• Log all activities performed by automation to remediate the situation (chronological steps with time-stamps).
  • Log all required process information, e.g. priority, affected CI/Service and Customer, responsible party/owner, etc.
  • Raise an Incident/Problem/Change ticket (depending on use case scenario) to a responsible party/owner in cases where the automated response fails & human intervention is required to finalize the processing, e.g. a technician replacing hardware component in datacenter.
  • Prior to the execution of an automated action, a check must be performed for conflicts (e.g. planned/running changes, existing Incidents, other running automated responses). If a conflict exists the automation cannot be performed and an incident must be created to resolve the situation.
  • If certain automated actions are known to affect the end-user, then they should only be executed at certain times, or in special circumstances.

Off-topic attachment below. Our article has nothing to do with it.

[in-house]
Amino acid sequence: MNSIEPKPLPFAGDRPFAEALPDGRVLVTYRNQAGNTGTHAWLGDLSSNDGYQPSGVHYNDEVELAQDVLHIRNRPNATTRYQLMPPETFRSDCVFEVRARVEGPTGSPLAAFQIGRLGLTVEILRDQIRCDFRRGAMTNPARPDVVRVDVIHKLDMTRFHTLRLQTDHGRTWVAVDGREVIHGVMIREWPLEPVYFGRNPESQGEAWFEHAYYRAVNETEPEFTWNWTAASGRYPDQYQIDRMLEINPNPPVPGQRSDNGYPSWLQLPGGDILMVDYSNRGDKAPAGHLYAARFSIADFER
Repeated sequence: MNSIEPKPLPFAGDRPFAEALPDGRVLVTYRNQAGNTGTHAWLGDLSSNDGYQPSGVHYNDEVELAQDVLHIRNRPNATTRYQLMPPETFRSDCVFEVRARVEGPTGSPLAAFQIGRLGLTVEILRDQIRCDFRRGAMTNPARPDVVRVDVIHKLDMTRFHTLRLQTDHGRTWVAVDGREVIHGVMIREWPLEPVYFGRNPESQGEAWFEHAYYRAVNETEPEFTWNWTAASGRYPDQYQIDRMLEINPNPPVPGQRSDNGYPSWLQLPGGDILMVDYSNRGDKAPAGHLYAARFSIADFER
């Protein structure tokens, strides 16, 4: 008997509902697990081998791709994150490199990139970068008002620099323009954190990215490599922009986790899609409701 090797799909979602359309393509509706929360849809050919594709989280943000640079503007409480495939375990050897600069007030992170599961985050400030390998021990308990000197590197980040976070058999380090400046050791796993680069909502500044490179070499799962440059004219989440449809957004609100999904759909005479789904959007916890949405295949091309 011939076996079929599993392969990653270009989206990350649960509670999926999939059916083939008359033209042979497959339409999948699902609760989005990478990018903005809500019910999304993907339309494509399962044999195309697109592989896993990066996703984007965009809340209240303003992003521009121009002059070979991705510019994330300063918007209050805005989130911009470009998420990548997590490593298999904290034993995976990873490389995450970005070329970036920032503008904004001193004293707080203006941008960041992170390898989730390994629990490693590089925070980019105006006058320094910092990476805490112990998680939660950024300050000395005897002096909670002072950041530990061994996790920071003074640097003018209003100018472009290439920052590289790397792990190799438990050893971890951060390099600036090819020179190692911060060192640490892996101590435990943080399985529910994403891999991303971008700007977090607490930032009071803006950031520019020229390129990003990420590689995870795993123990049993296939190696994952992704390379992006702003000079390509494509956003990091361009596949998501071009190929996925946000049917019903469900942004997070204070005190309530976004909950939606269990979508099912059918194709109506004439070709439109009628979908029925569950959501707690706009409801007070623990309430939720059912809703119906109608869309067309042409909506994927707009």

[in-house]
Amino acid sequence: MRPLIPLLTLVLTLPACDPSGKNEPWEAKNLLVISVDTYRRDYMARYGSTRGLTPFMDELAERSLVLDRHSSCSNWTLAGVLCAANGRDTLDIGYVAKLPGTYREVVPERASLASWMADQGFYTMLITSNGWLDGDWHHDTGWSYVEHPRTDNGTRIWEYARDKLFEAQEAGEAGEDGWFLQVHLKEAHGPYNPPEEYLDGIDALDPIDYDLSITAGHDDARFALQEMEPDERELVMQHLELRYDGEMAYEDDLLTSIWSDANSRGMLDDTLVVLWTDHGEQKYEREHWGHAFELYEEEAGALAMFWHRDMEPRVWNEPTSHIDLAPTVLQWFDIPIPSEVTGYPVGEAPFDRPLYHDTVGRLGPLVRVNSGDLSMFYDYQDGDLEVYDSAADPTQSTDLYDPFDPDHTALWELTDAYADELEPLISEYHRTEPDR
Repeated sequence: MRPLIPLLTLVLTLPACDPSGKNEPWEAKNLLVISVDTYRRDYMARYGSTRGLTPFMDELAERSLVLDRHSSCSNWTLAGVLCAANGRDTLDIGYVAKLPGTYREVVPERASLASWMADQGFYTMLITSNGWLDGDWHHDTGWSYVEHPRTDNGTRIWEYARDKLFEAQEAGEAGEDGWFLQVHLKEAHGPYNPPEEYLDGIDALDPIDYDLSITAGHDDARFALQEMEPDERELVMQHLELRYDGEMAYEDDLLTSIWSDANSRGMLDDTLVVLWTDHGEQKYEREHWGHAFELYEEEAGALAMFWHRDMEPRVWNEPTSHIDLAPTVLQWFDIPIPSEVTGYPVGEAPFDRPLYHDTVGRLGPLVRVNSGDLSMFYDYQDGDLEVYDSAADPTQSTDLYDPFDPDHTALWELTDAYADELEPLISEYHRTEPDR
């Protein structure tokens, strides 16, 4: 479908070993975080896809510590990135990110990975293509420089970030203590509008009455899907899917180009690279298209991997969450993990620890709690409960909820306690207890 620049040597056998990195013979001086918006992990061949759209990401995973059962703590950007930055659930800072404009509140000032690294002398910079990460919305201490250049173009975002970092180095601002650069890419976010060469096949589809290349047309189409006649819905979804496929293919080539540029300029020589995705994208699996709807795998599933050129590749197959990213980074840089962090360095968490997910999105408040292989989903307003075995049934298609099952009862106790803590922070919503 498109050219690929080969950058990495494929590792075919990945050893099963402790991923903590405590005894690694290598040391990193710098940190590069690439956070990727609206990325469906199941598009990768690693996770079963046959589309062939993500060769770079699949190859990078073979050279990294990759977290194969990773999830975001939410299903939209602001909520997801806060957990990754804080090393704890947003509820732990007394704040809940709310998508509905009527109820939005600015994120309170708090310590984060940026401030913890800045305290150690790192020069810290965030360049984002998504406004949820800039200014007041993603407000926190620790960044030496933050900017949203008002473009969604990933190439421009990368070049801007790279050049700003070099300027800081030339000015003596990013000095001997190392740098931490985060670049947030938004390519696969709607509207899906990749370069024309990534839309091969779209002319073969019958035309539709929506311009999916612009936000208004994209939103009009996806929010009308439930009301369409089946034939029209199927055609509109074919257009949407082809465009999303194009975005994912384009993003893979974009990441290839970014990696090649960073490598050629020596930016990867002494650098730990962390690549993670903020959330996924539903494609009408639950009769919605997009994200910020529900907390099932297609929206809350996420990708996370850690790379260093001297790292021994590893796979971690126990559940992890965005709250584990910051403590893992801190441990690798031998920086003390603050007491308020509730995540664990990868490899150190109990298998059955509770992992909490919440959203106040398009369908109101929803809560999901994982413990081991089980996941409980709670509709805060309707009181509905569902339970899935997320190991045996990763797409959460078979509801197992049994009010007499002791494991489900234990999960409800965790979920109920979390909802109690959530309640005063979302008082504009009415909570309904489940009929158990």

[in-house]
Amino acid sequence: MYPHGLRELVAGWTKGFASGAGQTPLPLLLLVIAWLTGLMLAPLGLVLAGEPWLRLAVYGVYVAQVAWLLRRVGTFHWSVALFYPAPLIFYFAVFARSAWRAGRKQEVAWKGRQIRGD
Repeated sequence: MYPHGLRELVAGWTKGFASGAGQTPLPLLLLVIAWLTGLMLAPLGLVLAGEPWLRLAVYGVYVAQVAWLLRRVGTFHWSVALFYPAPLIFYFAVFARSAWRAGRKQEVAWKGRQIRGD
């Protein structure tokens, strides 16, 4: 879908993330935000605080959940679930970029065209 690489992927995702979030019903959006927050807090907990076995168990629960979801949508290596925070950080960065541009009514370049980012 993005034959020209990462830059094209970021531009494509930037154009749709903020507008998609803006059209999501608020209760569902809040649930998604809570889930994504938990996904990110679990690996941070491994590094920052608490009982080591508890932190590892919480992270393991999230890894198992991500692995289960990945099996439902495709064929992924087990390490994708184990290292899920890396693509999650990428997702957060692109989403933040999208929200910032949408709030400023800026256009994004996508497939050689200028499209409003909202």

In some cases, while an event may be resolvable by an automated response, the risk to the service is deemed too high for the action to be carried out during peak usage period. In these cases, such actions must be carried out at pre-defined times, when the risk of service impact is lowest.

Examples include:

  • Critical systems – where the level of risk is too high during peak hours.
  • Automation is known to cause performance impact.
  • Change Freeze implementation, where permission for an emergency response must first be sought.

The best way to describe the interface is with an example: